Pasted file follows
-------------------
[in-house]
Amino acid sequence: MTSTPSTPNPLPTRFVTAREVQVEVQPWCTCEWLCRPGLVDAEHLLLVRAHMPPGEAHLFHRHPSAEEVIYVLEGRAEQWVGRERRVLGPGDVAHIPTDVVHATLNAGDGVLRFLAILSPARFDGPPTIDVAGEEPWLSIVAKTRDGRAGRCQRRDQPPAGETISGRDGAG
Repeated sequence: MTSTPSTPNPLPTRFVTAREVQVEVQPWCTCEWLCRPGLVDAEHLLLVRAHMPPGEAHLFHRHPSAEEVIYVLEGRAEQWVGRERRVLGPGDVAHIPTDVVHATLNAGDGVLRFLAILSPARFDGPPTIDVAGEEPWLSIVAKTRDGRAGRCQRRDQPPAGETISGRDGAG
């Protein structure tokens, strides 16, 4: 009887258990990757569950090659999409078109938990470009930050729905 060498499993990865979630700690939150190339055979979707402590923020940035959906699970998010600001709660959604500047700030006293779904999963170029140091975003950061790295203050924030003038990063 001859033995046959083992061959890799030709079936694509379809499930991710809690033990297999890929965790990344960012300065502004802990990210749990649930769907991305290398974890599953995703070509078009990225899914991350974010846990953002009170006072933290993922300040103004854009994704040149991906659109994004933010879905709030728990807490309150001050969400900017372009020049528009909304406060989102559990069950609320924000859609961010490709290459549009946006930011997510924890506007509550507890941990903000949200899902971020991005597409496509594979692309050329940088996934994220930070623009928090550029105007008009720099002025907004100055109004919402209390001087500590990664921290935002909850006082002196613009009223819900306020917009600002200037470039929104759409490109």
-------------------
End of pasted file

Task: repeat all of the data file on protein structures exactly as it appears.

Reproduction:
[in-house]
Amino acid sequence: MTSTPSTPNPLPTRFVTAREVQVEVQPWCTCEWLCRPGLVDAEHLLLVRAHMPPGEAHLFHRHPSAEEVIYVLEGRAEQWVGRERRVLGPGDVAHIPTDVVHATLNAGDGVLRFLAILSPARFDGPPTIDVAGEEPWLSIVAKTRDGRAGRCQRRDQPPAGETISGRDGAG
Repeated sequence: MTSTPSTPNPLPTRFVTAREVQVEVQPWCTCEWLCRPGLVDAEHLLLVRAHMPPGEAHLFHRHPSAEEVIYVLEGRAEQWVGRERRVLGPGDVAHIPTDVVHATLNAGDGVLRFLAILSPARFDGPPTIDVAGEEPWLSIVAKTRDGRAGRCQRRDQPPAGETISGRDGAG
């Protein structure tokens, strides 16, 4: 009887258990990757569950090659999409078109938990470009930050729905 060498499993990865979630700690939150190339055979979707402590923020940035959906699970998010600001709660959604500047700030006293779904999963170029140091975003950061790295203050924030003038990063 001859033995046959083992061959890799030709079936694509379809499930991710809690033990297999890929965790990344960012300065502004802990990210749990649930769907991305290398974890599953995703070509078009990225899914991350974010846990953002009170006072933290993922300040103004854009994704040149991906659109994004933010879905709030728990807490309150001050969400900017372009020049528009909304406060989102559990069950609320924000859609961010490709290459549009946006930011997510924890506007509550507890941990903000949200899902971020991005597409496509594979692309050329940088996934994220930070623009928090550029105007008009720099002025907004100055109004919402209390001087500590990664921290935002909850006082002196613009009223819900306020917009600002200037470039929104759409490109």